United States District Court, E.D. Virginia, Alexandria Division
C. CACHERIS JUDGE
matter is before the Court on Defendant Bing Ran's
("Defendant Ran" or "Ran"), Defendant
Alice Guan's ("Defendant Guan" or
"Guan"), Defendant Advanced Systems Technology and
Management, Inc.'s ("AdSTM"), and Defendant Qi
Tech, LLC's ("Qi Tech") (collectively, the
"Defendants") motions to dismiss for failure to
state a claim under which relief can be granted. [Dkts. 38,
40, 44, 46, 47.] For the following reasons, the Court will
grant Defendants' motion to dismiss Counts I-III. The
Court will also grant Defendants' motion to dismiss Count
V due to its failure to satisfy Article Ill's case or
controversy requirement. Finally, the Court will decline to
exercise supplemental jurisdiction over Count IV.
Guan ("Plaintiff") brings this lawsuit against
Defendants for claims arising under the Victims of
Trafficking and Violence Protection Act of 2003
("TVPA" or the "Act"), 18 U.S.C. §
1581 et seq., and Virginia common law. All of
Plaintiff's claims result from payments he sent to
Defendant Ran from 2008 until 2014. The following facts are
taken from Plaintiff's Amended Complaint and, for the
purposes of this motion, are presumed true.
AdSTM is an engineering and consulting firm that is
headquartered in Northern Virginia. Am. Compl., ¶ 5.
Defendant Guan, Plaintiff's sister, founded AdSTM in
1996. Id., ¶ 3. In 2000, Defendant
Ran-Defendant Guan's then-husband-began assisting her in
running the company. Id., ¶¶ 3-4. Though
the two are now divorced, Defendant Guan and Defendant Ran
still jointly manage AdSTM today. Id., ¶ 5.
early 2008, while Plaintiff was living in Japan,
Defendant Guan offered Plaintiff a job with
AdSTM as an analyst. Am. Compl., ¶ 20. Plaintiff alleges
that Defendant Guan verbally represented that his annual
salary would be between $70, 000 and $80, 000, id.,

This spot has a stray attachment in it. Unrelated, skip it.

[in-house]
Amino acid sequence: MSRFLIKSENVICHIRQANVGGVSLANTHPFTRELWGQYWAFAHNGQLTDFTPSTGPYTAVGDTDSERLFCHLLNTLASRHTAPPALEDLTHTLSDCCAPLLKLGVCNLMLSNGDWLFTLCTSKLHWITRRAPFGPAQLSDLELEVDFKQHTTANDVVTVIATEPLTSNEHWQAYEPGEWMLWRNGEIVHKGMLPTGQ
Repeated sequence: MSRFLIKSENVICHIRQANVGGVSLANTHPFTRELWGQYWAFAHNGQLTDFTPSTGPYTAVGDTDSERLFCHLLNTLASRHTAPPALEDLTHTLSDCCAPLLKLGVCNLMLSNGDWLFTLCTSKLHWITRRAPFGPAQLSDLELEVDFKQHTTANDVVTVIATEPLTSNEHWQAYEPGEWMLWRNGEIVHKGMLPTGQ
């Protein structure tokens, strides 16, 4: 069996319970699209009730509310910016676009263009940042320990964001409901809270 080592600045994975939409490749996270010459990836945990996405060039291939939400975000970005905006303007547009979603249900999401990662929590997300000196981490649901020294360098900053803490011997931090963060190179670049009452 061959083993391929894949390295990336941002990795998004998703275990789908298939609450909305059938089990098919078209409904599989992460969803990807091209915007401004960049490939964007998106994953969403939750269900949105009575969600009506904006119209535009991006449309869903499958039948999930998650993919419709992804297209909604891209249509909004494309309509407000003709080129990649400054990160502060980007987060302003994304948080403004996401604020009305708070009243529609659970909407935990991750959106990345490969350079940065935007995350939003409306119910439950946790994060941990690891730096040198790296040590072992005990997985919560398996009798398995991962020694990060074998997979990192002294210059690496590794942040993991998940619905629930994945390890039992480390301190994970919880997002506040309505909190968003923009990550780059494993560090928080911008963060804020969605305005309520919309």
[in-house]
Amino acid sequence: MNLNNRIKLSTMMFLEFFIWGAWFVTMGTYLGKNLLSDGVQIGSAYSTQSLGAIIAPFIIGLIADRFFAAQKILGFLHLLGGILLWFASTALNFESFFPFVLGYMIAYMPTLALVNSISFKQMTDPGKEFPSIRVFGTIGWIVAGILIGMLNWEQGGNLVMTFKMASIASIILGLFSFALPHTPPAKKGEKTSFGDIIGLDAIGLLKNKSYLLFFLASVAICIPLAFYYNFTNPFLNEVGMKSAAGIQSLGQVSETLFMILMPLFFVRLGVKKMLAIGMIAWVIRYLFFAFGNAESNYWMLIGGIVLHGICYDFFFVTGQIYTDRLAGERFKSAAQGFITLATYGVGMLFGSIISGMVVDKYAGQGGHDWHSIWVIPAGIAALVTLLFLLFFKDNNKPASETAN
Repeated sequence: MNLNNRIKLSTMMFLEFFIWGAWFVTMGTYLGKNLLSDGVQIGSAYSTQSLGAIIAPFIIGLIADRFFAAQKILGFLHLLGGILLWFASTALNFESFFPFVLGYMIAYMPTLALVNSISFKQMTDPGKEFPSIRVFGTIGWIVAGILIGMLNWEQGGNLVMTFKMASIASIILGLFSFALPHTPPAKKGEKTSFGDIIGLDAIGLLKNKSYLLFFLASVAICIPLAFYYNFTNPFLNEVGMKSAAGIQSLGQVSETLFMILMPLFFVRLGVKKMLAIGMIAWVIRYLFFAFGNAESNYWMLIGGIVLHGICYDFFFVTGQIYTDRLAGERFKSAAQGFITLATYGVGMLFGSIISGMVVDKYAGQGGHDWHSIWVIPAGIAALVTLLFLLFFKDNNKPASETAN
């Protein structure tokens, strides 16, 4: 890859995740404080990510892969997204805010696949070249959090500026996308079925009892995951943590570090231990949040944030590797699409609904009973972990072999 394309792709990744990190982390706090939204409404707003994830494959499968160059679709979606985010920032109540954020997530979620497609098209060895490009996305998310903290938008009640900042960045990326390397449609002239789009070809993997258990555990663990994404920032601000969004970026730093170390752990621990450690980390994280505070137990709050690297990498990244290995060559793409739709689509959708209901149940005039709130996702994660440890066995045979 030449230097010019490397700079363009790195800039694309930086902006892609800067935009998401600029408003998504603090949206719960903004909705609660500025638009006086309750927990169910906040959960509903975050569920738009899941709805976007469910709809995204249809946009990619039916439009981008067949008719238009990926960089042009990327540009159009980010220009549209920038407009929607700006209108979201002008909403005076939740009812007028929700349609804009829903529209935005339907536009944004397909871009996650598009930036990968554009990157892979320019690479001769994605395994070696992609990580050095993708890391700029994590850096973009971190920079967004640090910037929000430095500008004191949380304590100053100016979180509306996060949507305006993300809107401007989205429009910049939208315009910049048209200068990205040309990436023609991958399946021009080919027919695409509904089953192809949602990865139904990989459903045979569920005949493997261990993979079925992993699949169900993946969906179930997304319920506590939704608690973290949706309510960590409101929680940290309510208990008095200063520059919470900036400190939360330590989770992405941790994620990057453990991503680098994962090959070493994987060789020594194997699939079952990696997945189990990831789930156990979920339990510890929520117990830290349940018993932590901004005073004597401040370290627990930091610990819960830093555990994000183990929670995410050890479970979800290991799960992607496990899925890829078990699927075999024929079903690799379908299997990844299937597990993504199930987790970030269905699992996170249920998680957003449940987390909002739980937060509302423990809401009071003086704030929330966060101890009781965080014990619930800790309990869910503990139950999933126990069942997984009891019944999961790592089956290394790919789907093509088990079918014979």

¶ 22, although the actual salary field on his February
2008 offer letter was left blank, id., ¶ 21.
AdSTM also offered to sponsor Plaintiff's H-1B temporary
work visa, so he accepted the job. Id., ¶¶
24, 28-29. After obtaining the advice of an immigration
attorney, Defendant Guan submitted Plaintiff's visa
paperwork in April 2008. Id., ¶ 29.
Plaintiff's visa application was subsequently approved.
He moved to the United States with his family in late
September 2008,  id., ¶ 31, and began working
at AdSTM in early October, id., ¶ 94.
allegations center on two different agreements. First,
Plaintiff focuses on a Parenting, Support, and Property
Settlement Agreement (the "PSA") negotiated between
Defendants Guan and Ran during their divorce. Am. Compl.,
¶¶ 45- 69. The PSA set forth various terms
regarding the management and ownership of AdSTM.
Id., ¶ 46. On or about June 10, 2008,
Defendants Guan and Ran agreed upon an amendment to the PSA
(the "June 2008 Amendment"), which provided in part
for the continued employment of Plaintiff at AdSTM, based
upon the following terms:
As long as AdSTM has revenue of not less than $3M/year, Bing
Ran and AdSTM shall employ . . . Fei Guan continuously for 5
years . . . and proactively sponsor [his] H-l and Green Card
processes. [His] salary will be $75K/year. [He] will give
Bing Ran half of [his] net income from AdSTM.
Id., ¶ 51. The June 2008 Amendment also
provided that if Plaintiff refused or failed to make any
payments after being reminded to do so, AdSTM would
"have no obligation to pay and hire" him.
Id. Plaintiff alleges that he had no knowledge of
the terms of this agreement prior to his arrival to the
United States. Id., ¶¶ 52-53.
months later, after Plaintiff had already moved to the United
States and started working at AdSTM, Defendants Guan and Ran
amended the PSA a second time (the "October 2008
Amendment"). Am. Compl., ¶ 56. The October 2 008
Amendment adjusted his term of employment at AdSTM from five
years to approximately three years. Id., ¶ 58.
The requirement that Plaintiff pay half of his net income
each month to Defendant Ran remained the same. Id.